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Re: Nuclear Powered Aircraft Projects
« Reply #62 on: January 14, 2009, 01:17:22 pm »
nope. this is scrapping days.
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stealth, more than a few of them truly technically ignorant and proud of it." Sherm Mullin, Skunk Works

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Re: Nuclear Powered Aircraft Projects
« Reply #63 on: January 14, 2009, 02:32:19 pm »
Hi all!
Let me join this subject.
In Myasishchev DB nuclear aircraft programme included 4 aircraft:
- on base 3M;
- on base M-50;
- M-30 (some variants);
- M-60 (some variants).
Below are three variants. Detailed info will be in Unknown Myasishchev's aircraft
and in www.avicopress.ru
Regards

Offline pometablava

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Re: Nuclear Powered Aircraft Projects
« Reply #64 on: January 14, 2009, 02:43:12 pm »
Ucon, would you please re-post the M-60 attachement. It can't be seen in full size...something went wrong.

Many thanks,

Antonio

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Offline Wembley

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Re: Nuclear Powered Aircraft Projects
« Reply #66 on: January 28, 2009, 01:18:28 pm »
I note that the article is based on hearsay, and claims that while all the white-world public tests showed the idea didn't pan out, the Super Secret DARPA Test showed amazing success.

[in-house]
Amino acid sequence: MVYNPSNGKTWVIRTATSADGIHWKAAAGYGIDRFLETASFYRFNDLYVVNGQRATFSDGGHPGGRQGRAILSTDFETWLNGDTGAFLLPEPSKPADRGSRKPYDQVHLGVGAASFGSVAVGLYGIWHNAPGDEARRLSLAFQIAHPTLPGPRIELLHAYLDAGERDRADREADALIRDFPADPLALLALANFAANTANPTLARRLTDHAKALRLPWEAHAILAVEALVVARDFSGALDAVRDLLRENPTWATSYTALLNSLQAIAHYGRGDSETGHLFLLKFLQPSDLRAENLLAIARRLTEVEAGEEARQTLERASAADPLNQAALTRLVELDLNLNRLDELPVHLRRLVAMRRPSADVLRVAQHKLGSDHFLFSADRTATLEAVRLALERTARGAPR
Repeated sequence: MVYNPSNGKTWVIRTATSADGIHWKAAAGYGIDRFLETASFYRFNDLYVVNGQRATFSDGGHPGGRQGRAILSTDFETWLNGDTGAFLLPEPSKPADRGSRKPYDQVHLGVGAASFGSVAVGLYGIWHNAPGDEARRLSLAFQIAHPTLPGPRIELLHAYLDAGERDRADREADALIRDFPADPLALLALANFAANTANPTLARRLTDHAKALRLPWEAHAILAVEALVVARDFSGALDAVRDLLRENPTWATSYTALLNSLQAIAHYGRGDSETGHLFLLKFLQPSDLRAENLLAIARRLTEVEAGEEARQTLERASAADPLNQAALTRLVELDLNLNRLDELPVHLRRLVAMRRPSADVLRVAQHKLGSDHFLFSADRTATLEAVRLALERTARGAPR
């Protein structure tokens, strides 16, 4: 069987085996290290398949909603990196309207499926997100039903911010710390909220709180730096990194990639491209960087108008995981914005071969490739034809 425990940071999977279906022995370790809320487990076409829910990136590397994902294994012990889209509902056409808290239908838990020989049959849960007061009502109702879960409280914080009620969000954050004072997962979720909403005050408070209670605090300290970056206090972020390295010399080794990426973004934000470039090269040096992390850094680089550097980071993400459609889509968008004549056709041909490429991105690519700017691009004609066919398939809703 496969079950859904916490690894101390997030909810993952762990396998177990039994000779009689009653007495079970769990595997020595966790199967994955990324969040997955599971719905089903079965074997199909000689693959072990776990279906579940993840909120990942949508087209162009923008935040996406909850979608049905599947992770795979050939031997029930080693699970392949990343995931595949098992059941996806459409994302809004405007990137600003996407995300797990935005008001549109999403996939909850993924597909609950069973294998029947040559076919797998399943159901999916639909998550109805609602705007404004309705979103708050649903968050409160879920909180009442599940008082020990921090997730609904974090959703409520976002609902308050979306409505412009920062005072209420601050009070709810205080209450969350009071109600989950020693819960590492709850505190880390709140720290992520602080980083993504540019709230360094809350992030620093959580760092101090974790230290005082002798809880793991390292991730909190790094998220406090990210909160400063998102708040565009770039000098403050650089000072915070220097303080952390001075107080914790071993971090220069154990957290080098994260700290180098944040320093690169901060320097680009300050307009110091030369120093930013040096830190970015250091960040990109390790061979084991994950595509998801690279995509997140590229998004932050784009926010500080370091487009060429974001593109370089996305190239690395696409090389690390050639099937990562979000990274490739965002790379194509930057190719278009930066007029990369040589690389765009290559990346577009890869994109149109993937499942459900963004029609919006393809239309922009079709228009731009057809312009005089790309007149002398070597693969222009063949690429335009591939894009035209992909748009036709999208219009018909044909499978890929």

Color me skeptical.

That's not exactly true...a number of the white world tests did come out positive - check out Collins site - but there was a lot of politics involved.

Isomer research continues at the DTRA, the US Navy (who still think it can be used for warheads) and the Army (who are only planning to use it for atomic batteries). And, allegedly, at Other Places.

Offline moin1900

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Re: Nuclear Powered Aircraft Projects
« Reply #67 on: March 02, 2009, 05:08:01 am »
Here some nice pictures and drawings
http://pro.corbis.com/
For example
Northrop nuclear-powered bomber
http://pro.corbis.com/search/Enlargement.aspx?CID=isg&mediauid=%7BC2991B34-6668-4399-974A-AFDECEC368CB%7D
There are also pictures of atomic airships.
Many greetings
« Last Edit: September 24, 2009, 04:15:36 am by moin1900 »

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Re: Nuclear Powered Aircraft Projects
« Reply #68 on: April 27, 2009, 08:54:36 am »
Hi,

I spoke before about those hypothetical projects here;
http://www.secretprojects.co.uk/forum/index.php/topic,3435.0/highlight,1952+2830.html
But I forgot this Atomic-powered flying boat.

Offline JJC

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Re: Nuclear Powered Aircraft Projects
« Reply #69 on: May 03, 2009, 03:37:00 am »